Standard & Poor's (S&P) said on Friday that it affirmed its unsolicited 'BB+/B' long- and short-term foreign currency sovereign credit ratings on Turkey. It also affirmed 'BBB/A-2' long- and short-term local currency sovereign credit ratings, and 'trAAA/trA-1' long- and short-term Turkey national scale ratings. The outlook remains negative.
The affirmation reflects the base-case scenario that the Turkish economy is gradually rebalancing as export growth improves, S&P said, adding that the economy is benefitting from the portion of nominal exchange rate depreciation that Turkey has not yet lost to higher relative inflation.
The negative outlook reflects S&P’s opinion of persisting risks to Turkey's economic prospects, the statement by the rating agency reads. The authorities have not used fiscal and monetary policy settings consistently enough to build up buffers against potential external risks, furthermore, the limited policy buffers have also partly stemmed from an erosion of institutional checks and balances, S&P said. Since February it marginally raised its base-case forecast for 2014 GDP performance to just under 3%, but without improving its expectations for long-term growth, the rating agency noted.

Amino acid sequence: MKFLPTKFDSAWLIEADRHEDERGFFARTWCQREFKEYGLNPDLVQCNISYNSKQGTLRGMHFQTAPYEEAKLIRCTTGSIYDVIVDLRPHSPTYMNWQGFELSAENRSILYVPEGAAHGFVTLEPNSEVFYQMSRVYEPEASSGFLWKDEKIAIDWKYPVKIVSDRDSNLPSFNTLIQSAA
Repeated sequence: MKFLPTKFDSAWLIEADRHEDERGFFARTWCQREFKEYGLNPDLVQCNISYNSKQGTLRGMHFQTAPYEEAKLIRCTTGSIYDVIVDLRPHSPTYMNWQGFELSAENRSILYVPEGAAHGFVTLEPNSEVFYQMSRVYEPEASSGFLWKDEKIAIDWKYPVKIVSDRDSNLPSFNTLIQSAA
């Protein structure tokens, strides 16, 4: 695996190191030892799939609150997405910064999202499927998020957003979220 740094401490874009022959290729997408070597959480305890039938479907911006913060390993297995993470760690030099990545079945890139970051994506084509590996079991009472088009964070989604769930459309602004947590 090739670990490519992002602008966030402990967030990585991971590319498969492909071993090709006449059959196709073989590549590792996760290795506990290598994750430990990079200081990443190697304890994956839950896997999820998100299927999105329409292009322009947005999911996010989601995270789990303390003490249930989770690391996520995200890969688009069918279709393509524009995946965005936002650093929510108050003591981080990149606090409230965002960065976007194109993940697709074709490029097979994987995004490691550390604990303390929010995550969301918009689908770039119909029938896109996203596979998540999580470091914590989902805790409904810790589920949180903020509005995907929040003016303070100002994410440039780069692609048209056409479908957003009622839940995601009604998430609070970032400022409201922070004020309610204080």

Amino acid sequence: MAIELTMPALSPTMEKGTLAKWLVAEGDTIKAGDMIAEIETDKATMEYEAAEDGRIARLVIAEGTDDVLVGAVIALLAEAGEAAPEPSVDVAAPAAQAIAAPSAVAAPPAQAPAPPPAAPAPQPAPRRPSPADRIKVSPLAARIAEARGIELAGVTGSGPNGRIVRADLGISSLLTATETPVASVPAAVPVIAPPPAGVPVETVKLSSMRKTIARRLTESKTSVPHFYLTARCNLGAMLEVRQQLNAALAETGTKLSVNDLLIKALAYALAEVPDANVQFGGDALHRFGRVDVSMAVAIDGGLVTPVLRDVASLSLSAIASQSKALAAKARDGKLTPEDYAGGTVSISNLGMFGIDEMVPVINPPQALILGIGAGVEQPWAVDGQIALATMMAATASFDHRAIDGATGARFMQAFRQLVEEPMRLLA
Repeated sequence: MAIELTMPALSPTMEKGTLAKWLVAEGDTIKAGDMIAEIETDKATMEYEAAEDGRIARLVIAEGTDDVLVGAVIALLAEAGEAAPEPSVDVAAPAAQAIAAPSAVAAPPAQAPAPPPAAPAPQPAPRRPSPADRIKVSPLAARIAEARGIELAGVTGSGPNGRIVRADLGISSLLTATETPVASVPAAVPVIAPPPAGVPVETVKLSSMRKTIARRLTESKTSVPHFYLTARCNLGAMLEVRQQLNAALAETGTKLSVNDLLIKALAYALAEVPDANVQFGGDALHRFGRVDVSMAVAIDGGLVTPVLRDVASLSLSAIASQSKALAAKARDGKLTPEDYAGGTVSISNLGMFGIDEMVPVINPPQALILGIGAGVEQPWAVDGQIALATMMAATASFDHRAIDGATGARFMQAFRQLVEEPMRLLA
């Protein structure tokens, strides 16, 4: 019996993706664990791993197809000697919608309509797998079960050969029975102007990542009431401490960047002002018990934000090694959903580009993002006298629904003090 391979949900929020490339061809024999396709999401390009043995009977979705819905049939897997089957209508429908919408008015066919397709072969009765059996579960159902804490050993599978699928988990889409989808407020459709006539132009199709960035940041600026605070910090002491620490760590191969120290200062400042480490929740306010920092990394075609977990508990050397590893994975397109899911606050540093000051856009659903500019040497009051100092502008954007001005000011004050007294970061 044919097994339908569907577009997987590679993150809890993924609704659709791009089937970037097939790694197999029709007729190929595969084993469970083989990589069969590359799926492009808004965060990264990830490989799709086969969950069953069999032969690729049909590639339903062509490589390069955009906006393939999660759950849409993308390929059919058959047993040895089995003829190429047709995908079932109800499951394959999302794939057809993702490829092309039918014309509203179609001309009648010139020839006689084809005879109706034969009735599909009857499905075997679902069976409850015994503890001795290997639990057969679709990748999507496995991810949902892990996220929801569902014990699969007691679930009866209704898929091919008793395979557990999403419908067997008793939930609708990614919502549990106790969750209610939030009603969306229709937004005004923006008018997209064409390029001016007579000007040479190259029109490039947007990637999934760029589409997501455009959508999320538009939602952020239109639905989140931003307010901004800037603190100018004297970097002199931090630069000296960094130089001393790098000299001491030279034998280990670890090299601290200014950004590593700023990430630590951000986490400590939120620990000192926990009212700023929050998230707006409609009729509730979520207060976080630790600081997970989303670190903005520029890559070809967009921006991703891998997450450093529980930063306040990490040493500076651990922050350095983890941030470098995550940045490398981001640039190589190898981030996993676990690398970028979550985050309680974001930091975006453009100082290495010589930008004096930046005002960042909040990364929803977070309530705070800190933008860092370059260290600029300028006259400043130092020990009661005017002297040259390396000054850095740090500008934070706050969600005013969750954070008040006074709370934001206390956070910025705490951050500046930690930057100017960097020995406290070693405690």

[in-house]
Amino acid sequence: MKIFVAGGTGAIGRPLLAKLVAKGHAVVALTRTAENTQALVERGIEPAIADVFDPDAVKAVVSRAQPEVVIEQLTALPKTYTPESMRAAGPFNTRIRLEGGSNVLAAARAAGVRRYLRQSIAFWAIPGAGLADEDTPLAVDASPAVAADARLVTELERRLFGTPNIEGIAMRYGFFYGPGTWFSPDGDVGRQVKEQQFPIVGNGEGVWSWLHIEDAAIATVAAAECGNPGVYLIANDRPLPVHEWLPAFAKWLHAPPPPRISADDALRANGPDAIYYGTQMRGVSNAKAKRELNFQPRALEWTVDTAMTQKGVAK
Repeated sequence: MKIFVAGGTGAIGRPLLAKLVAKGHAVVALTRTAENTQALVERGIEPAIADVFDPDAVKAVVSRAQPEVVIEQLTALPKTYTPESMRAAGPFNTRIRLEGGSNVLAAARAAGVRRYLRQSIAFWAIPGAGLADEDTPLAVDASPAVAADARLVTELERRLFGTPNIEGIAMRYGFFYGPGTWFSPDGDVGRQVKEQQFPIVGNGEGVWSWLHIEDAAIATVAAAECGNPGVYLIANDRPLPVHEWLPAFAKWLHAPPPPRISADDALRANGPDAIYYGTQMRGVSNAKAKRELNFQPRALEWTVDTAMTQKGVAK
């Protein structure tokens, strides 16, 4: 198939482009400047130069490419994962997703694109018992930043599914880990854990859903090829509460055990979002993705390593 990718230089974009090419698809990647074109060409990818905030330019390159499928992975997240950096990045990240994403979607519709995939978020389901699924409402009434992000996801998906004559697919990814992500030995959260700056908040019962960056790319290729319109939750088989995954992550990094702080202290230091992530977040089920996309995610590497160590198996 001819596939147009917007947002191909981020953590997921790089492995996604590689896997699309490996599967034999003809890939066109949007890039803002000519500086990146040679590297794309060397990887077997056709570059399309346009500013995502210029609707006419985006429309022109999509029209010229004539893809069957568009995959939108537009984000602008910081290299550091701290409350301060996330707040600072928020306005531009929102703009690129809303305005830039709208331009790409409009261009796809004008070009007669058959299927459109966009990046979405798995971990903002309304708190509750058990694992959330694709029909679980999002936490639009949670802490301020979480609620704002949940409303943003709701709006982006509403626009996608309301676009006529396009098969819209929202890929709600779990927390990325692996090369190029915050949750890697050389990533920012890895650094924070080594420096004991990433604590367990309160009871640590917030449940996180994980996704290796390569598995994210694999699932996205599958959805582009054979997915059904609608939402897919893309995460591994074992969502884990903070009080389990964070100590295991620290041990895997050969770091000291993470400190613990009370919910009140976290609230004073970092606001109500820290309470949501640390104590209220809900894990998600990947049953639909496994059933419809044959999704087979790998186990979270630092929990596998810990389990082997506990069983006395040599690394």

The continued erosion of checks and balances in Turkey's key independent institutions poses risks to business confidence and economic stability, S&P said, adding that a crowded electoral calendar and an uncertain external environment make many of its forecasts highly contingent on investor confidence in the policymaking framework.
The negative outlook reflects the view of at least a one-in-three likelihood that it could downgrade Turkey within the next 12 months if there is a balance-of-payments or growth shock, S&P explained. A severe shock could affect fiscal performance as well as financial sector stability, according to the rating agency.
|Source: Rating Agencies|
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